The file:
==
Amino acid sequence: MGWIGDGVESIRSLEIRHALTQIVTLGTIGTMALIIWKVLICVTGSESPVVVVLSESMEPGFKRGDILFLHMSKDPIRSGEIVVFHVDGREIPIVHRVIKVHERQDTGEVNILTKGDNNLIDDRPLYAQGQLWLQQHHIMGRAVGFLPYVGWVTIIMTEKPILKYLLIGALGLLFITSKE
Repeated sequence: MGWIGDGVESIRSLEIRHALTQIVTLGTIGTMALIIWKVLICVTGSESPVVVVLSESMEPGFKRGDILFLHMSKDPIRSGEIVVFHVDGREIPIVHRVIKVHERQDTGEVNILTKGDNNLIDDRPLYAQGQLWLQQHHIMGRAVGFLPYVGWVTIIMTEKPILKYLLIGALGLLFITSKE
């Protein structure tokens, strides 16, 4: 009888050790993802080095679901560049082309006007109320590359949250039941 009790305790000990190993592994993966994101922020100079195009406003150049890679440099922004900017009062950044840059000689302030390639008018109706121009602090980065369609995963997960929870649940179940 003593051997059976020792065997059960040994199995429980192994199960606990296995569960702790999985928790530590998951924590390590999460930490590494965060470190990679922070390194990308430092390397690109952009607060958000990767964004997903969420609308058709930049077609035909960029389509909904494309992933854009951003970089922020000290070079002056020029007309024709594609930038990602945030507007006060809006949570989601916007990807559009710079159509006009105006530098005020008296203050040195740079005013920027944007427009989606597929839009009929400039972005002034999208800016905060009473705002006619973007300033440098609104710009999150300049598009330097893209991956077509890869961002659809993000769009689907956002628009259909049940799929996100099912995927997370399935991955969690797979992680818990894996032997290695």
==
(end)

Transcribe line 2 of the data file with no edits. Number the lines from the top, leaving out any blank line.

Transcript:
Repeated sequence: MGWIGDGVESIRSLEIRHALTQIVTLGTIGTMALIIWKVLICVTGSESPVVVVLSESMEPGFKRGDILFLHMSKDPIRSGEIVVFHVDGREIPIVHRVIKVHERQDTGEVNILTKGDNNLIDDRPLYAQGQLWLQQHHIMGRAVGFLPYVGWVTIIMTEKPILKYLLIGALGLLFITSKE